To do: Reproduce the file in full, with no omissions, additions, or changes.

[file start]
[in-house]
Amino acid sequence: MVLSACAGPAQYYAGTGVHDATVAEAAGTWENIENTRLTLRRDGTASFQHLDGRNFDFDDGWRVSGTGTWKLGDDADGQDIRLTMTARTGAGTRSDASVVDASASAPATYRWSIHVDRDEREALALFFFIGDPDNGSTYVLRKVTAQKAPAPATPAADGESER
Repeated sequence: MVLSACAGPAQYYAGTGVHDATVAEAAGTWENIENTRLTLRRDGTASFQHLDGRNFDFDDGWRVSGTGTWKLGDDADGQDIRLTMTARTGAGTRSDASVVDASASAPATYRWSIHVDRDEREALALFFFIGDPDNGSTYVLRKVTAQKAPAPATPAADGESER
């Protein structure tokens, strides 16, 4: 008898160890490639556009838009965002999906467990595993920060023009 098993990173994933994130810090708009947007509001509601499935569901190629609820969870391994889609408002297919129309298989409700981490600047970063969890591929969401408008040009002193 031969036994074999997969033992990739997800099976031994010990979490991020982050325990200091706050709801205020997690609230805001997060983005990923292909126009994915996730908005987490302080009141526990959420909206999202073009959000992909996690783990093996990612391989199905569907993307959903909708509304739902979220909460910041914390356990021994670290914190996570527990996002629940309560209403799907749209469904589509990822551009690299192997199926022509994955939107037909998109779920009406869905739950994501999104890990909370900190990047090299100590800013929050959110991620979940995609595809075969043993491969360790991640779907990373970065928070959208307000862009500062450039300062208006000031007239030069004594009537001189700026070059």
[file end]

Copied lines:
[in-house]
Amino acid sequence: MVLSACAGPAQYYAGTGVHDATVAEAAGTWENIENTRLTLRRDGTASFQHLDGRNFDFDDGWRVSGTGTWKLGDDADGQDIRLTMTARTGAGTRSDASVVDASASAPATYRWSIHVDRDEREALALFFFIGDPDNGSTYVLRKVTAQKAPAPATPAADGESER
Repeated sequence: MVLSACAGPAQYYAGTGVHDATVAEAAGTWENIENTRLTLRRDGTASFQHLDGRNFDFDDGWRVSGTGTWKLGDDADGQDIRLTMTARTGAGTRSDASVVDASASAPATYRWSIHVDRDEREALALFFFIGDPDNGSTYVLRKVTAQKAPAPATPAADGESER
């Protein structure tokens, strides 16, 4: 008898160890490639556009838009965002999906467990595993920060023009 098993990173994933994130810090708009947007509001509601499935569901190629609820969870391994889609408002297919129309298989409700981490600047970063969890591929969401408008040009002193 031969036994074999997969033992990739997800099976031994010990979490991020982050325990200091706050709801205020997690609230805001997060983005990923292909126009994915996730908005987490302080009141526990959420909206999202073009959000992909996690783990093996990612391989199905569907993307959903909708509304739902979220909460910041914390356990021994670290914190996570527990996002629940309560209403799907749209469904589509990822551009690299192997199926022509994955939107037909998109779920009406869905739950994501999104890990909370900190990047090299100590800013929050959110991620979940995609595809075969043993491969360790991640779907990373970065928070959208307000862009500062450039300062208006000031007239030069004594009537001189700026070059």